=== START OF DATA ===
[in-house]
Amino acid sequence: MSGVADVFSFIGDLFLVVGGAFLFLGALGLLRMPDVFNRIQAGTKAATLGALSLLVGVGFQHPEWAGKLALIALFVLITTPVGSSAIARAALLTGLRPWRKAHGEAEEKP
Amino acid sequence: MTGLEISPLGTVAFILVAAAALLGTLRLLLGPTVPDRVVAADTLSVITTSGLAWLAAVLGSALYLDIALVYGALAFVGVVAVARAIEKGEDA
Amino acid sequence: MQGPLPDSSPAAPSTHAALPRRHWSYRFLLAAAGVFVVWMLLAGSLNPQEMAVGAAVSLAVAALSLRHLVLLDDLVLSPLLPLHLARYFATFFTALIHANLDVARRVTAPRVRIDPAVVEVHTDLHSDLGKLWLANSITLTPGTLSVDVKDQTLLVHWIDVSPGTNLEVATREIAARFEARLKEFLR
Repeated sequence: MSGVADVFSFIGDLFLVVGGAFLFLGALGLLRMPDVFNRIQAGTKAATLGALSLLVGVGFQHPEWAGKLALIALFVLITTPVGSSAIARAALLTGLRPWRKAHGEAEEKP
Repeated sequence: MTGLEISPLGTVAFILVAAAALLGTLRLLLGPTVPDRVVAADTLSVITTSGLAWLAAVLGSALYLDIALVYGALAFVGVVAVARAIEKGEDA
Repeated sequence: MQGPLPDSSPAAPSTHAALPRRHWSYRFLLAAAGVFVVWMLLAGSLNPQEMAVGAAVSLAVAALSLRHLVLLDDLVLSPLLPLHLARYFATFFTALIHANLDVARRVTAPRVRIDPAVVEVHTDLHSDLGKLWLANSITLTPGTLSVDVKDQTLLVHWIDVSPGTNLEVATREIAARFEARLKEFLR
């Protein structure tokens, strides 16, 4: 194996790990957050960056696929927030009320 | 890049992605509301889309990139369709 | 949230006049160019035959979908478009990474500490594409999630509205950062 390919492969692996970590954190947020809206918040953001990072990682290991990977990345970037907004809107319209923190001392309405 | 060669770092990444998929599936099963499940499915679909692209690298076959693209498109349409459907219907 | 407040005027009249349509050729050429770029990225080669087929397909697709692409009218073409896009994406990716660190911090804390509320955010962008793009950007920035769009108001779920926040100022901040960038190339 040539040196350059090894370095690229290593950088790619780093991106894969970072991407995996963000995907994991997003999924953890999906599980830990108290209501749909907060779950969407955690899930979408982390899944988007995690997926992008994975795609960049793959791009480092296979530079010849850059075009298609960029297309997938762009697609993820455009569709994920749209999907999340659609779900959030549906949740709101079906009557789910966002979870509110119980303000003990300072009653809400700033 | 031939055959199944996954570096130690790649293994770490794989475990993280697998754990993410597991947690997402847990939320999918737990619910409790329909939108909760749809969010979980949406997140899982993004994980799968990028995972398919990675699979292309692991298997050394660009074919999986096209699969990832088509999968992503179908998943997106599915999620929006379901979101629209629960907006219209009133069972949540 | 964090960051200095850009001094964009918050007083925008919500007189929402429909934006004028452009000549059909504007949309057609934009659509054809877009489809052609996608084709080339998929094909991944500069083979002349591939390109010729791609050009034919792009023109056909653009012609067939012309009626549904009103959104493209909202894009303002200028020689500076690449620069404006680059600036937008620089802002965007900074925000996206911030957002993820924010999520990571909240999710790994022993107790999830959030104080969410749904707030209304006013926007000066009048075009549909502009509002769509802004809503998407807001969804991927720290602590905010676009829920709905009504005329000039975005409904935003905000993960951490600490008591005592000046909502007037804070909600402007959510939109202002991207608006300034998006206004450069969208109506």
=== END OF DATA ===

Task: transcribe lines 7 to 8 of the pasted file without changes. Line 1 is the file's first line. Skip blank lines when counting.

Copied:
Repeated sequence: MQGPLPDSSPAAPSTHAALPRRHWSYRFLLAAAGVFVVWMLLAGSLNPQEMAVGAAVSLAVAALSLRHLVLLDDLVLSPLLPLHLARYFATFFTALIHANLDVARRVTAPRVRIDPAVVEVHTDLHSDLGKLWLANSITLTPGTLSVDVKDQTLLVHWIDVSPGTNLEVATREIAARFEARLKEFLR
């Protein structure tokens, strides 16, 4: 194996790990957050960056696929927030009320 | 890049992605509301889309990139369709 | 949230006049160019035959979908478009990474500490594409999630509205950062 390919492969692996970590954190947020809206918040953001990072990682290991990977990345970037907004809107319209923190001392309405 | 060669770092990444998929599936099963499940499915679909692209690298076959693209498109349409459907219907 | 407040005027009249349509050729050429770029990225080669087929397909697709692409009218073409896009994406990716660190911090804390509320955010962008793009950007920035769009108001779920926040100022901040960038190339 040539040196350059090894370095690229290593950088790619780093991106894969970072991407995996963000995907994991997003999924953890999906599980830990108290209501749909907060779950969407955690899930979408982390899944988007995690997926992008994975795609960049793959791009480092296979530079010849850059075009298609960029297309997938762009697609993820455009569709994920749209999907999340659609779900959030549906949740709101079906009557789910966002979870509110119980303000003990300072009653809400700033 | 031939055959199944996954570096130690790649293994770490794989475990993280697998754990993410597991947690997402847990939320999918737990619910409790329909939108909760749809969010979980949406997140899982993004994980799968990028995972398919990675699979292309692991298997050394660009074919999986096209699969990832088509999968992503179908998943997106599915999620929006379901979101629209629960907006219209009133069972949540 | 964090960051200095850009001094964009918050007083925008919500007189929402429909934006004028452009000549059909504007949309057609934009659509054809877009489809052609996608084709080339998929094909991944500069083979002349591939390109010729791609050009034919792009023109056909653009012609067939012309009626549904009103959104493209909202894009303002200028020689500076690449620069404006680059600036937008620089802002965007900074925000996206911030957002993820924010999520990571909240999710790994022993107790999830959030104080969410749904707030209304006013926007000066009048075009549909502009509002769509802004809503998407807001969804991927720290602590905010676009829920709905009504005329000039975005409904935003905000993960951490600490008591005592000046909502007037804070909600402007959510939109202002991207608006300034998006206004450069969208109506």